Bad hiring choices can cost your small business big money if you factor in the expense of paying the wrong employee for the job and spending time training someone who ultimately leaves. Replacing one employee who makes $8 hourly costs an average of $3,500, according to the Society for Human Resource Management. The good news is that you can often spot potentially bad employees during the interview process if you know what to look for. To help get you started, we rounded up five of the worst types of employees and some tips on how to identify bad employees before it’s too late.
Manfred Kets deVries, Distinguished Clinical Professor of Leadership Development and Organizational Change at INSEAD Business School in France, coined the term Seductive Operational Bully (SOB) to describe bullies masquerading as leaders. These employees look cool and confident on the outside — they can lay off an entire office without skipping a beat — but they might be masking metal problems. Interview red flags include candidates who are:
These bad employees stop at nothing to undermine their peers. As the SOB’s more subtle cousin, Sammy the Saboteur often fakes friendships and turns on coworkers. A saboteur “forgets” to email invites to certain coworkers about meetings, and she might even steal other people’s ideas. To sniff out the saboteur, ask questions related to how the candidate works with others. Another tactic is to ask for an example of a specific project that didn’t achieve its goals and why. See whether the candidate acknowledges how their own actions led to the project going off the rails or whether they continue to throw old coworkers under the bus.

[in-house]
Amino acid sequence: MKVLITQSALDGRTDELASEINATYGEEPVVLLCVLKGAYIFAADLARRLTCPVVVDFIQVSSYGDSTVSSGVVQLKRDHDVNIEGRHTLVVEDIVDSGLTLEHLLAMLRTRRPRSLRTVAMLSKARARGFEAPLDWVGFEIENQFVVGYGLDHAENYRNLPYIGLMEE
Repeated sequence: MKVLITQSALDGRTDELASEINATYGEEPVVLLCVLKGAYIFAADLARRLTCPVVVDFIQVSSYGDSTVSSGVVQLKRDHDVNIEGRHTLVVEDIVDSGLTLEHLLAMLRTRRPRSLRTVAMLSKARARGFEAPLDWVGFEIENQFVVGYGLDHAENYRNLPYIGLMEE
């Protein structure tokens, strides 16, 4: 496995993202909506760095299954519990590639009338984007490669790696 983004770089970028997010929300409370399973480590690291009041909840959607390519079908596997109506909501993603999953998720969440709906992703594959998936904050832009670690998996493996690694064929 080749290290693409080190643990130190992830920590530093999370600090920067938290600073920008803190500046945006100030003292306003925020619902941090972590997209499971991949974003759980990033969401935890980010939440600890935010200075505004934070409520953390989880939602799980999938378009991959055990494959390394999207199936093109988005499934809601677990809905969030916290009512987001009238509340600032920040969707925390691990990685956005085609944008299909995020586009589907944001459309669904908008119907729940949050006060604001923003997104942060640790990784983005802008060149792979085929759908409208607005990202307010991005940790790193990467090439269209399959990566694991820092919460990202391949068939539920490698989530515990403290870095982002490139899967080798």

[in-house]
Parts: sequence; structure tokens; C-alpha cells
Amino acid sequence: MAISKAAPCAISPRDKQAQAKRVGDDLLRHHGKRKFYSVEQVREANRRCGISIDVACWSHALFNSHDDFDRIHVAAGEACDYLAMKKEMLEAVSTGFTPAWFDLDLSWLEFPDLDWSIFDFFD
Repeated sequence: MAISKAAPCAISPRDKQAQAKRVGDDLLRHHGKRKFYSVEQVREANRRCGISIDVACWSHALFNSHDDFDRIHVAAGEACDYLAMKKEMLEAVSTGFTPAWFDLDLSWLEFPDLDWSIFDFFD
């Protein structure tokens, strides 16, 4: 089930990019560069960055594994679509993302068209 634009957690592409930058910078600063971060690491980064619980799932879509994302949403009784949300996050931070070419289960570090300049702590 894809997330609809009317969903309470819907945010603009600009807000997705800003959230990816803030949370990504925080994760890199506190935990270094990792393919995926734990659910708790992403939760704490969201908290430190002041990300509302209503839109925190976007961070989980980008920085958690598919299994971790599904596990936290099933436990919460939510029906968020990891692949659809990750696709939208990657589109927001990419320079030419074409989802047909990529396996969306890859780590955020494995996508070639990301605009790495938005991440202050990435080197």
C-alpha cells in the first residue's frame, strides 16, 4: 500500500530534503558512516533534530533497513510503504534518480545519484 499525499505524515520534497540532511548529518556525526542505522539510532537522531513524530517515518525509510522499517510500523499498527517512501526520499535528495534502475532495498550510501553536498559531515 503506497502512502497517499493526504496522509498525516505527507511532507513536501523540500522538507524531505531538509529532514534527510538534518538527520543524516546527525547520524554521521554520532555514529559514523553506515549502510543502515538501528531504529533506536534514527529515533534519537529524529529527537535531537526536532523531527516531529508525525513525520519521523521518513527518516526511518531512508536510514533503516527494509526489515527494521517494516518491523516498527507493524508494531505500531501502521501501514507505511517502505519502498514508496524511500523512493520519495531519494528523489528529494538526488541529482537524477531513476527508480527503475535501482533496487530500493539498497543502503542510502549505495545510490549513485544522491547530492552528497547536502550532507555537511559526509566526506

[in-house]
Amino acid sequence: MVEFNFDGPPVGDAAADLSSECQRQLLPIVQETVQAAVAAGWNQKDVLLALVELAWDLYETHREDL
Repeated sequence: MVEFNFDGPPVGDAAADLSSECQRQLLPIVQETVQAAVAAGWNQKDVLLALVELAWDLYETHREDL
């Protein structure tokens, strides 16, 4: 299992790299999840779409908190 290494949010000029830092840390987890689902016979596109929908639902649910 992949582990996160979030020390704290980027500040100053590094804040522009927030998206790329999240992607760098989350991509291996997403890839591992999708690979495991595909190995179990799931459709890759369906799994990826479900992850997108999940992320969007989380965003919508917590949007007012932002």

These employees consistently miss deadlines, which causes problems for their own workflow while creating a ripple effect for other people involved in the project. Spot slackers before hiring them by asking situational questions in the interview such as, “Give me an example of instances when you took the lead on solving a problem.” And make sure you thoroughly check references. Prior employers will likely send up red flags to warn you.
Also known as “dead weight,” these bad employees show up to work. And that’s about it. He might spend endless hours searching the Internet or browsing social media. Or, she might take extra-long coffee breaks, long lunches, and pointless rounds around the office. These employees have checked out before they even get started. Have them discuss their employment history in detail, and ask forced negative questions—such as “Why might I not want to hire you?”—to try to provoke authentic answers rather than prefab responses to find candidates with real enthusiasm and drive.
A constant stream of complaining does more than just dampen office morale. It can also hinder brainstorming and make it harder to achieve success. Provoke interview red flags by asking candidates about how they handle tough situations, where they see themselves in the future, and most importantly ask for five things that the person liked least about his last position. Complainers will rally to task, and asking for five things instead of one can reveal telltale signs of a toxic complainer.